The Death of Facebook’s Organic Reach: It’s Official!

Facebook Organic Reach DeclineIt seems like, not so long ago, at least 3 to 4 speakers were preaching at every conference I went to: “Throw away your corporate website and invest in a Facebook page. Because that’s where the conversations and engagements are happening”.

I believe some Rip van Winkle-like social gurus are still muttering similar sermons. Well, thankfully, that didn’t actually happen.

Marketers didn’t throw away their corporate websites, but many companies did invest a lot of money to acquire Facebook fans through quizzes, contests, sweepstakes and various other methods. Sometimes, through a process I like to call ‘social bribing’. “Win an iPad by just Liking our page” – you know the whole drill.

I wonder what those social gurus have to say now.

If you haven’t already heard the news, reports were coming in for the last couple of months that, after the latest newsfeed algorithm change, Facebook’s organic reach is now down to 2 to 5%. That means, if you have 100,000 fans, your posts are only reaching (or seen by) a maximum of 5000 readers. Facebook now officially confirms the story.

Brian Bolland from Facebook wrote a blog post confirming the change in the Facebook newsfeed algorithm. In his defence, he cited many logical points (or excuses), such as quality content, engagement ratio, and so on. But what shocked me was one paragraph:

“Like TV, search, newspapers, radio and virtually every other marketing platform, Facebook is far more effective when businesses use paid media to help meet their goals. Your business won’t always appear on the first page of a search result unless you’re paying to be part of that space. Similarly, paid media on Facebook allows businesses to reach broader audiences more predictably, and with much greater accuracy than organic content.”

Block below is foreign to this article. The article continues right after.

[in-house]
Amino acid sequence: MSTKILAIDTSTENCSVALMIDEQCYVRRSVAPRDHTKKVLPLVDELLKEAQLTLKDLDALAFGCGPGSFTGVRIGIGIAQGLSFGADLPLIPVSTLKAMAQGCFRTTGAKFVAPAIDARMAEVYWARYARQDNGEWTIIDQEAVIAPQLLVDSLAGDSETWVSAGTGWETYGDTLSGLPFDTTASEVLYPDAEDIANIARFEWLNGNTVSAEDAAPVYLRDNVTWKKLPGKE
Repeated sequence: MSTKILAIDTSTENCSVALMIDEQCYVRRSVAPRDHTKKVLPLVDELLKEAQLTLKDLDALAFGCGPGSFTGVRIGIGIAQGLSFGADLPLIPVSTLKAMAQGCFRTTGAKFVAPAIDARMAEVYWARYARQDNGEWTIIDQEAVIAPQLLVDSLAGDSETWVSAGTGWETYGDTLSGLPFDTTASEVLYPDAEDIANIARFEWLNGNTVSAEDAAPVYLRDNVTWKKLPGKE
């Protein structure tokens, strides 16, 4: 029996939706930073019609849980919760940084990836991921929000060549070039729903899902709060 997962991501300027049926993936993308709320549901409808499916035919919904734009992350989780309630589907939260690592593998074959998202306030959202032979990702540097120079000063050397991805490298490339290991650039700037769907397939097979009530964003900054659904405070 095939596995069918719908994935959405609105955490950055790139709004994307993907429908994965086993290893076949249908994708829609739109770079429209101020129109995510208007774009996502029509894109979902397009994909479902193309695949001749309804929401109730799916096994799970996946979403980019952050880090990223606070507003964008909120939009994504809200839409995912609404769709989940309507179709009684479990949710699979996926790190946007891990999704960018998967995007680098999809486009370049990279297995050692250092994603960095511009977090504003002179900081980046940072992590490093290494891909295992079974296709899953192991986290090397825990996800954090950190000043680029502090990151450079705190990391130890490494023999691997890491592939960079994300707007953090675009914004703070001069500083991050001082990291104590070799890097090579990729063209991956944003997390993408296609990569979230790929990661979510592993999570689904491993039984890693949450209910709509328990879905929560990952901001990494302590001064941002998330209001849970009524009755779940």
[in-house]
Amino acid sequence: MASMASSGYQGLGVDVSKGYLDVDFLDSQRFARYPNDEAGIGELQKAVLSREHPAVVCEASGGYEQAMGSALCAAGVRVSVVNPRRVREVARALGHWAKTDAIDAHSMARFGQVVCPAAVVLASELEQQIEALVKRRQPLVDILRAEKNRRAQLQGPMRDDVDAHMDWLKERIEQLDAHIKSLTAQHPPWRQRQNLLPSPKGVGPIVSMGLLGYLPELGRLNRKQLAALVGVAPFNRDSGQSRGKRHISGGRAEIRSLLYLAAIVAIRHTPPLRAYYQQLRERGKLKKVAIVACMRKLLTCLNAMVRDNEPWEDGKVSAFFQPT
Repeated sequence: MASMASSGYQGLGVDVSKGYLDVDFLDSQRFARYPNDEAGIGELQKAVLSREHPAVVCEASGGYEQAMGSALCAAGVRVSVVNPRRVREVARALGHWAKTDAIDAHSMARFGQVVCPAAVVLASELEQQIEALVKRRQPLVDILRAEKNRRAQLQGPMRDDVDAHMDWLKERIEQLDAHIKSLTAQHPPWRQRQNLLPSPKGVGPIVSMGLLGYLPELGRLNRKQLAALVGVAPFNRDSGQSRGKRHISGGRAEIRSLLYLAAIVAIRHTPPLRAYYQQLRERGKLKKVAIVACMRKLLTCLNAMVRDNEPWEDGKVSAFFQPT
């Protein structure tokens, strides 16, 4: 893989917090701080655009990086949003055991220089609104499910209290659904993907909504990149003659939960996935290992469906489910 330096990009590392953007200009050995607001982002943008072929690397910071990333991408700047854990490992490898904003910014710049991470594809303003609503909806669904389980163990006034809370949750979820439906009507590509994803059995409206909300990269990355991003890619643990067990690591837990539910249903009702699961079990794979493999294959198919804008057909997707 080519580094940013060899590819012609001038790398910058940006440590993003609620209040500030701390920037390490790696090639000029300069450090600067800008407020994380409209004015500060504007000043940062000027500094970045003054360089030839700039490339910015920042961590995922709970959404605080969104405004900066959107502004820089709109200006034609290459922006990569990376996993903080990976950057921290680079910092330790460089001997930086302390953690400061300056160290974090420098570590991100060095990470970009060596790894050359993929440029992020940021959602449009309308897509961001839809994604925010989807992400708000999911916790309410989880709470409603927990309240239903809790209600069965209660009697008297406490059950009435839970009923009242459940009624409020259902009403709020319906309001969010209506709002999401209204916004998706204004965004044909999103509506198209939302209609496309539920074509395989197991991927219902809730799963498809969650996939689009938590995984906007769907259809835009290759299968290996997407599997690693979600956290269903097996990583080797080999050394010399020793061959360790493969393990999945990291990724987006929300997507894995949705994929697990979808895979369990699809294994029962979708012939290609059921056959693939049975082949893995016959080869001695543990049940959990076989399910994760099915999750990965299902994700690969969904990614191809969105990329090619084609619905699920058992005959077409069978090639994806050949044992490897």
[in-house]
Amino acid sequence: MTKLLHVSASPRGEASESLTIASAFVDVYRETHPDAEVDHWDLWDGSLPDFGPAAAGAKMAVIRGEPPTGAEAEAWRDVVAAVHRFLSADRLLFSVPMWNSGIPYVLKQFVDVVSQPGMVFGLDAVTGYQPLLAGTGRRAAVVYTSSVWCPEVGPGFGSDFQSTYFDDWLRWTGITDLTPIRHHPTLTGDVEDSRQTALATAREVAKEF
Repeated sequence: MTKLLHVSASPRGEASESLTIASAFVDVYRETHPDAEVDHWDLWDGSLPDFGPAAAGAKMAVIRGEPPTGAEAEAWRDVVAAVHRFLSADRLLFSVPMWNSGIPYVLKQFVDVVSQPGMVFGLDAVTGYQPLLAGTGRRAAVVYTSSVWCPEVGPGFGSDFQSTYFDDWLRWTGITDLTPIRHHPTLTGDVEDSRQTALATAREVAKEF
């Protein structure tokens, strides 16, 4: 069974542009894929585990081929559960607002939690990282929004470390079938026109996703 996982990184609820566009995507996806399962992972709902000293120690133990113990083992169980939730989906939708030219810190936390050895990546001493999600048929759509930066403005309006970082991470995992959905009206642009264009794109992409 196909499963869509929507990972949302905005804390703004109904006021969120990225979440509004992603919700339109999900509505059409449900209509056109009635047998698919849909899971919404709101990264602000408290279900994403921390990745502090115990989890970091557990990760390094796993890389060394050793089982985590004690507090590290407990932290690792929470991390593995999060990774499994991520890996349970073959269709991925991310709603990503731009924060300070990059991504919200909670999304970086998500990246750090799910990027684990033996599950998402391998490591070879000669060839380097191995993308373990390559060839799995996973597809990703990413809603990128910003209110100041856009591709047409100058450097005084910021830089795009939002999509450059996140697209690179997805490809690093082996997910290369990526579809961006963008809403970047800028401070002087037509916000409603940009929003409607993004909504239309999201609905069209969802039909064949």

Now you can throw away your overused slide, accompanied by cute graphics, on Paid versus Owned versus Earned media – at least for Facebook. Now, it all boils down to cost per click comparisons: for this much, does a Facebook ad cost more than a Google ad or not?

At B2Bento, we have strongly advocated the hub and spoke model for B2B social media strategy for a long time. We believe that your main content publication platform should be your own blog (yes, it’s NOT dead), with content syndication through appropriate social media channels.

Conversations can be channel-specific, and engagement can be channel-specific, but you CANNOT rely on a third-party application to be the anchor of a complete content strategy.

Anol has over 18 years of experience in consulting hi-tech and telco clients in the field of B2B marketing strategy.

He is a regular columnist in various print and online newspapers, such as Business Times, Straits Times, Marketing Interactive, Asia One, MIS Asia, and CIO Asia

Anol has given keynote addresses, and been a panelist, at BMA (Chicago), Canalys, SES (Hong Kong and Singapore), Click Asia Summit (Mumbai), AdTech (Singapore), SiTF Workshops, etc.

12 Comments

  1. “We believe that your main content publication platform should be your own blog (yes, it’s NOT dead), with content syndication through appropriate social media channels.” — I strongly agree on your position/advise.

  2. Anol,
    This changes hurt all businesses on Facebook. But, these hurt small business owners a lot more than they would hurt the bigger players. The idea of Facebook being a messiah where small business owners can leverage content and build communities, and challenge the bigger fish is becoming history. At best, Facebook is becoming a tool for content syndication. It now only makes more sense to use Facebook strategically with other social media channels, email marketing and search around a blog to provide content and value to customers.

    • Totally agree Pradyumna. I don’t blame Facebook at all. They are profit making company, and have to look out for opportunities to increase their revenue pipeline. As marketer, we need to be more strategic and not put all our eggs in one basket, specially when the basket is owned by someone else.

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